You can use a no foreign transaction fees MasterCard like the Citi Prestige® Card , Arrival Plus, or Capital One Quicksilver card abroad to save a little money versus a Visa like the Sapphire Preferred.

Editorial Disclaimer: The editorial content is not provided or commissioned by the credit card issuers. Opinions expressed here are author’s alone, not those of the credit card issuers, and have not been reviewed, approved or otherwise endorsed by the credit card issuers.

The comments section below is not provided or commissioned by the bank advertiser. Responses have not been reviewed, approved, or otherwise endorsed by the bank advertiser. It is not the bank advertiser’s responsibility to ensure all questions are answered.

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  1. I wasn’t aware of this difference, so definitely I’ll consider MasterCard over Visa, except if it’s a category bonus for which I only have a Visa card to use.

  2. Scott – Thanks for the conversion tool and all your other informative posts. I did a review of my recent Dubrovnik and Paris expenses on a transaction date of May 2nd and it looks like my Kuna and Euro transactions received a better conversion rate using Visas, specifically my CSP, rather than MasterCards. The difference was 0.4% better on the Kuna and 1.75% better on the Euro. For May 2nd:
    1 USD: 6.5282 Kuna : 0.867152 Euro for the MasterCard
    1 USD: 6.5552 Kuna : 0.882291 Euro with the Visa, CSP

    I enjoy reading your blog posts. First time commenter. My award tickets from DCA-MIA-LHR;LGW-DBV (uuugh) and then home, CDG-DCA, were made possible by coming across last summer. Booked the flights 9mons out for shoulder season April/May ’16 and the weather was absolutely beautiful. Effectively, the redemption cost me 72,000 AA miles for two off-peak econ tickets. The lady and I were “Upgraded” to MCE on all legs for no cost, stayed at the Hilton Imperial in Dubrovnik (Some points from MS’ing when the two birds were alive and HH Reserve certificates) and the Intercontinental Le Grand in Paris for dirt cheap (IHG Accelerate and Priceless Surprises Promotions). The retail cost was $20k+. Achieved for under $800. Thank you and keep up the good work. Is it even work? 😉

  3. Recently with a small group of very experienced travelers in Indonesia I was surprised to find them using American currency to get local currency. I have always used my Schwab Visa debit card so I didn’t need to be loaded with $100 bills. Checking the differences (Schwab website vs. local exchange rate postings) when it was possible, I was still convinced my choice was the best. Except for Argentina, do you have any other comparisons of cards vs. cash?

  4. Scott, Very good article. Please make another post about getting actual cash in these foreign countries. What is the best practice as many vendors either in Europe or SA will only take cash.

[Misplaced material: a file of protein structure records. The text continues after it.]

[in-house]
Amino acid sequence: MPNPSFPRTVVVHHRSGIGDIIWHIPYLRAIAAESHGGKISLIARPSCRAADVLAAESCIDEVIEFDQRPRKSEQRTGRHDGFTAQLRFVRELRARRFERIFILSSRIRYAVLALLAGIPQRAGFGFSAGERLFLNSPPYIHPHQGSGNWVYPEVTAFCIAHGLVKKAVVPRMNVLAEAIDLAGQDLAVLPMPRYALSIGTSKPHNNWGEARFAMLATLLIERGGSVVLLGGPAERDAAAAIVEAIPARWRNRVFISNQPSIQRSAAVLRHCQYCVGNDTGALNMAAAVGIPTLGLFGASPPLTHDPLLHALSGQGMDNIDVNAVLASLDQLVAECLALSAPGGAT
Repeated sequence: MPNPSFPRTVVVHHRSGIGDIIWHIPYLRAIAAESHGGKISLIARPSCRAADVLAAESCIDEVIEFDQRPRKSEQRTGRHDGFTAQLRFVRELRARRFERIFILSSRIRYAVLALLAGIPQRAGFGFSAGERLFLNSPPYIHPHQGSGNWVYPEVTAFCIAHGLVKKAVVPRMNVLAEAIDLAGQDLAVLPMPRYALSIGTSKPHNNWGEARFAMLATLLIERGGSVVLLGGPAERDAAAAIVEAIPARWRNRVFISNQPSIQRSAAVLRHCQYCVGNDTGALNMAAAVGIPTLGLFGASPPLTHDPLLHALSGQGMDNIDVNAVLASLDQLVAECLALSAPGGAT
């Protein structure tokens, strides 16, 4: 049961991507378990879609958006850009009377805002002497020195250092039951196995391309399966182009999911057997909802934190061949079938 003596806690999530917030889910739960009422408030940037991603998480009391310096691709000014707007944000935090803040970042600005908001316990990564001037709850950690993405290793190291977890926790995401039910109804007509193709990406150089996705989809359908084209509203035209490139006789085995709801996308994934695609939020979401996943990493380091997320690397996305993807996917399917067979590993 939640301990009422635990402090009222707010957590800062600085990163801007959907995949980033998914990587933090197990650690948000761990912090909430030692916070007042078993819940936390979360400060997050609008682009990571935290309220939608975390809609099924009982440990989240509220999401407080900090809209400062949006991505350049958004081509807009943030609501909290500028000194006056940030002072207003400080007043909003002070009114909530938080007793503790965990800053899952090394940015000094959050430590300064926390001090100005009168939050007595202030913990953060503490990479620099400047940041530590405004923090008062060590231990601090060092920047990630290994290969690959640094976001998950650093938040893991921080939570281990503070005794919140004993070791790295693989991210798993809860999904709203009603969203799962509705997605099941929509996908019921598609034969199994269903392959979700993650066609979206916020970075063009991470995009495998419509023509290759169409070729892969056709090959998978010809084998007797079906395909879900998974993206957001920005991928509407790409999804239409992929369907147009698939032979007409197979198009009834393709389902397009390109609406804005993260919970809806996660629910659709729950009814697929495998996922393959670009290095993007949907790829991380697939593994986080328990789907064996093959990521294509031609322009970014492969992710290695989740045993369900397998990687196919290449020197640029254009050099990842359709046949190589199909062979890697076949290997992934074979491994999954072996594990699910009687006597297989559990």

5. Interesting article. Unfortunately 2/3 of my current cards are VISAs. That said, “Don’t Leave Home Without It” now means packing Barclays Aviator and Arrival+ MCs on our international trips.

  6. Was there a change recently that made Visa worse? A few years ago I priced my Amex, Capital One Visa and Fidelity Visa transactions and found the FX rates to be in line with and no meaningful difference between the two. I did not have a MasterCard without FTFs (are you listening Diners Club?!?) and at the time Discover still had FTF’s (but not any more).

  7. Tulum Mexico, April 7:
    Visa – 17.932 exchange USD
    ATM cash WD using Charles Schwabb card w/ no ATM fees – 17.615 exchange USD

    Tulum Mexico, April 9:
    Visa – 17.842 exchange USD
    MC – 17.832 exchange USD
    ATM cash WD using Charles Schwabb card w/ no ATM fees – 17.598 exchange USD

    Clearly using a CC gives a much better rate than cash, even with no ATM fees, with Visa edging out MC. I only use cash when absolutely necessary.

  8. […] After meeting the minimum spending requirement on the card, you’ll have at least 46,000 Arrival miles, which you could redeem to offset a $460 charge.  And when you redeem the miles, you get the 5% rebate back instantly, so redeeming 46,000 would offer 2,300 miles back, worth another $23. It’s great for travel as it has no foreign transaction fees and is a Mastercard, which means you will probably pay less in currency conversion fees. […]

  9. […] After meeting the minimum spending requirement on the card, you’ll have at least 56,000 Arrival miles, which you could redeem to offset a $560 charge.  And when you redeem the miles, you get the 5% rebate back instantly, so redeeming 56,000 would offer 2,800 miles back, worth another $28. It’s great for travel as it has no foreign transaction fees and is a Mastercard, which means you will probably pay less in currency conversion fees. […]